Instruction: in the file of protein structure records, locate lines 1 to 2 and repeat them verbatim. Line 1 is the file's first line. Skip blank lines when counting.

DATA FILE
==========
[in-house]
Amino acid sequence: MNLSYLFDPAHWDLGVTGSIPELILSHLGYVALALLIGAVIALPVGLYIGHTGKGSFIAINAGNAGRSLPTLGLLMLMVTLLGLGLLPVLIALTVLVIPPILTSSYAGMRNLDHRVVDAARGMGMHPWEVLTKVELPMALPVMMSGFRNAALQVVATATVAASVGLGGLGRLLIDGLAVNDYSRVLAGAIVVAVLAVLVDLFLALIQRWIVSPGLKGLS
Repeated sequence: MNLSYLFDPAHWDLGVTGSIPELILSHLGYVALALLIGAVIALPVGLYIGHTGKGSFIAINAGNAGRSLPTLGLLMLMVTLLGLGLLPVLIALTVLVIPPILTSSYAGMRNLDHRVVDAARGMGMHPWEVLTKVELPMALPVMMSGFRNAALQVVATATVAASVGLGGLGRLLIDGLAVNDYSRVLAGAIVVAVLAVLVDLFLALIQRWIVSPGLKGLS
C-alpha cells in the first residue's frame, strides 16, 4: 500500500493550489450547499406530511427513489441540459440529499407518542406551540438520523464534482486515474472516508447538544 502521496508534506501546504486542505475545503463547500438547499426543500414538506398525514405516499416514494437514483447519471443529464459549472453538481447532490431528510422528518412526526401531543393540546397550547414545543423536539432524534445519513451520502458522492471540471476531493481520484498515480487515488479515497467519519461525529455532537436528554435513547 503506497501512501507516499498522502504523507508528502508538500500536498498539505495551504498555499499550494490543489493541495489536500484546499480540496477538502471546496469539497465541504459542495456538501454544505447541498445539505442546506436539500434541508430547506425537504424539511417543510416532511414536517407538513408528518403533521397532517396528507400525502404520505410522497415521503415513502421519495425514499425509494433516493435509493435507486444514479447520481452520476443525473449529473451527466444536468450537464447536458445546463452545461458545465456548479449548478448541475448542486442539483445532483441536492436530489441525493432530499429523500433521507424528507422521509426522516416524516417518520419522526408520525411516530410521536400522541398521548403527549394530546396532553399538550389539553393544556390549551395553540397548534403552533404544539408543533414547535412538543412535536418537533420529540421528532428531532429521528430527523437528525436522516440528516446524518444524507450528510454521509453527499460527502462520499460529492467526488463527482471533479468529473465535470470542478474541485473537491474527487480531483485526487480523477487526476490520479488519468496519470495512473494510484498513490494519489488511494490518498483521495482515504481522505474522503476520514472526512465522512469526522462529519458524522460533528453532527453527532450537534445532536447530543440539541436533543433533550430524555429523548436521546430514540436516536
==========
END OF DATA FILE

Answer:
[in-house]
Amino acid sequence: MNLSYLFDPAHWDLGVTGSIPELILSHLGYVALALLIGAVIALPVGLYIGHTGKGSFIAINAGNAGRSLPTLGLLMLMVTLLGLGLLPVLIALTVLVIPPILTSSYAGMRNLDHRVVDAARGMGMHPWEVLTKVELPMALPVMMSGFRNAALQVVATATVAASVGLGGLGRLLIDGLAVNDYSRVLAGAIVVAVLAVLVDLFLALIQRWIVSPGLKGLS